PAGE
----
How Political Will the 2017 Super Bowl Ads Be?

For brands, it’s harder than ever to take a bipartisan approach to the biggest night of the year.


Super Bowl ads, for all their running dachshunds and anthropomorphic foodstuffs and movie stars past their prime, often offer surprising insight into the state of the American psyche. 2016’s ads, with their Seth Rogen/Amy Schumer political campaigns and their opioid-induced constipation meds, took a fairly sharp look at the issues dominating the cultural landscape, while 2015’s largely offered a portrait of masculinity under siege by hunger and tiny cars and erectile dysfunction.

So the question for 2017 is, how political will this year’s Super Bowl ads be? With the country still largely divided over the efficacy and legitimacy of President Donald Trump, will brands lean in to the conflict or try their utmost to avoid it? As some early reveals have indicated, it’s tricky territory to navigate, with even the blandest of cultural icons (Tom Brady, avocados) falling into the divide.

The earliest signal comes from Budweiser, whose minute-long ad, “Born the Hard Way,” debuted early. After a weekend of protests regarding President Trump’s ban on refugees and immigrants from seven Muslim-majority countries, the spot is undeniably timely, focusing on a German immigrant who makes it to America. Despite hazardous voyages and furious crowds who shout, “You’re not wanted here,” the young man arrives in St. Louis, where, it turns out, he ends up becoming one half of the duo that created Budweiser.

The message is indisputable: Immigrants have long formed the fabric of American culture, even birthing the most iconically American beer that exists today. “Adolphus Busch made an incredible journey to this country, and that’s really what this is about. It’s about his vision, his dream, everything that he does to achieve that,” Ricardo Marques, the vice president for Budweiser in the U.S., told Adweek. “Even though it happened in the 1850s, it’s a story that is super relevant today.” But he denied that the ad was deliberately drawing parallels with topical events, stating, “There’s really no correlation with anything else that’s happening in the country.”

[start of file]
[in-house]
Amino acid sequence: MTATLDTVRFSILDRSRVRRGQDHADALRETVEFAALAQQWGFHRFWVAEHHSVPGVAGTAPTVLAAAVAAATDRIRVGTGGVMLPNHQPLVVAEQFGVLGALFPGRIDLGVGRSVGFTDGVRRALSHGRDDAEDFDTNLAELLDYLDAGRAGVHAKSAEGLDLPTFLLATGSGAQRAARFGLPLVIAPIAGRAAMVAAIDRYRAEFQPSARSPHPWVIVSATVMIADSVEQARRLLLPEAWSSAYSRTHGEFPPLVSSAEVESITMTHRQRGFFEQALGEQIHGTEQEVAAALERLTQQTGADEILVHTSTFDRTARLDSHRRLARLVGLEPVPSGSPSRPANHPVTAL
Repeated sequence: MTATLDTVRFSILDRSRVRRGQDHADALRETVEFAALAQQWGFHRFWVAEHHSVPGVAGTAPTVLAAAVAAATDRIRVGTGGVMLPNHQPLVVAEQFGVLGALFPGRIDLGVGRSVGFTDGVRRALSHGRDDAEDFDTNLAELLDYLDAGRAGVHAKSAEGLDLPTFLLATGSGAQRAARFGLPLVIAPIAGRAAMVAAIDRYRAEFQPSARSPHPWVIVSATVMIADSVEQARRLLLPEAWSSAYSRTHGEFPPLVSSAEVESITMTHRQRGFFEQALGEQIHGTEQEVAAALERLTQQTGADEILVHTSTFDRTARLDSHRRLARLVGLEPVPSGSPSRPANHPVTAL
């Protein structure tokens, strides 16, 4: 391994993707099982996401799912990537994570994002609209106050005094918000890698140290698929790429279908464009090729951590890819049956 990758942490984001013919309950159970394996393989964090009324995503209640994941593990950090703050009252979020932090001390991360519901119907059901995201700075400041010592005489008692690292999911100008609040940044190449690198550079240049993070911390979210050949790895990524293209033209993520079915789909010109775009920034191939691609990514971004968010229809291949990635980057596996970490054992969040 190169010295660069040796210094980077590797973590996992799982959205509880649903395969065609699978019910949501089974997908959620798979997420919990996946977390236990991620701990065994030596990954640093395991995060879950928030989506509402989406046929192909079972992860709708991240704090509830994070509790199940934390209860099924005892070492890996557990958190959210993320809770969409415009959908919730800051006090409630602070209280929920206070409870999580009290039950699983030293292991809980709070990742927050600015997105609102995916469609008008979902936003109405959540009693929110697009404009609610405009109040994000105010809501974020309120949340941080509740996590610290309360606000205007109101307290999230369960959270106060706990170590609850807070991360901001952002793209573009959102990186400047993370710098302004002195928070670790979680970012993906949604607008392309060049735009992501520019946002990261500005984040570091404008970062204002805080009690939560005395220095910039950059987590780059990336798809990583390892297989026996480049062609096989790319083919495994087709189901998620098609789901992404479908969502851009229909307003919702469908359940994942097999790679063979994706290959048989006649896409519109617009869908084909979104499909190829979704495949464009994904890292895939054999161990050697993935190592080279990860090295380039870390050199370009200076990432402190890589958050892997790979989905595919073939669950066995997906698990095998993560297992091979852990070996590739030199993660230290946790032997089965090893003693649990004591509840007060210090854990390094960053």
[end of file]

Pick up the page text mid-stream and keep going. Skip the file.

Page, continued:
Predictably, though, the spot has been interpreted as offering a clear-cut message. “Budweiser Debuts Pro-Immigration Super Bowl Ad,” the right-wing news site Breitbart reported, while The AV Club announced, “Budweiser to ruin red-state Super Bowl parties with pro-immigration ad.” It seems, with this particular campaign, that Budweiser is working on multiple fronts: On the one hand, it can signal its virtue winkingly to liberal consumers, while assuring conservatives that it’s simply telling its own origin story, which happens to embody the archetypal American dream.

By no means is this kind of complex maneuvering going to be anomalous over the next four years. As Nato Thompson, the author of Culture as Weapon told me last week, “I think that under Trump we’re going to be in for a lot more of brands for social justice, because, I suspect, a lot of people are going to be unhappy with him, even if they supported him ... a lot of companies will be able to position themselves as being against the current system, when really in fact they’re not against it at all.”

There are, of course, brands that stay out of the fray altogether, like Skittles, whose new Super Bowl ad plays on the premise that everyone likes candy, regardless of generation. And there are those that are comfortable enough with their consumer base to take a firm posture, like Kia, whose new ad featuring Melissa McCarthy focuses on the perils of being a devoted eco-warrior.

But there are also companies that get dragged into the debate whether they want to or not. Avocados From Mexico’s new ad, timed to coincide with the biggest night of the year for the fruit, has been inadvertently politicized by President Trump’s suggested tariff on Mexican imports to pay for a border wall. And Intel’s ad, featuring Tom Brady at home, attempts to sell the superstar athlete as an everyman (eating breakfast, brushing his teeth, going to the bathroom), but coincides with recent sportswriters stating that Brady no longer gets a pass on his longtime friendship with Trump.

In the end, only time will tell if Budweiser’s pointed ad gets a pass from Trump fans. As recent months have shown, when it comes to the 45th president, not even the most established brands—Yuengling, New Balance—can avoid controversy.